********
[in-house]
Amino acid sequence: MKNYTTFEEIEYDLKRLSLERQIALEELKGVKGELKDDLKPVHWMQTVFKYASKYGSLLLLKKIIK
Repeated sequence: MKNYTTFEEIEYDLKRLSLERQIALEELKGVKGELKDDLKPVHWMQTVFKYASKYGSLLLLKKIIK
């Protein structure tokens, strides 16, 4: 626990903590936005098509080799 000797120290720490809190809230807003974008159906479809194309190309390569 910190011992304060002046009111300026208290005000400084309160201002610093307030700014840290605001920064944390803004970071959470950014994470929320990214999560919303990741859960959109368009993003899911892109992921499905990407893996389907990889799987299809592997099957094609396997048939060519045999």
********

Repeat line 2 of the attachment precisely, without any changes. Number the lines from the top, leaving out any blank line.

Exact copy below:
Amino acid sequence: MKNYTTFEEIEYDLKRLSLERQIALEELKGVKGELKDDLKPVHWMQTVFKYASKYGSLLLLKKIIK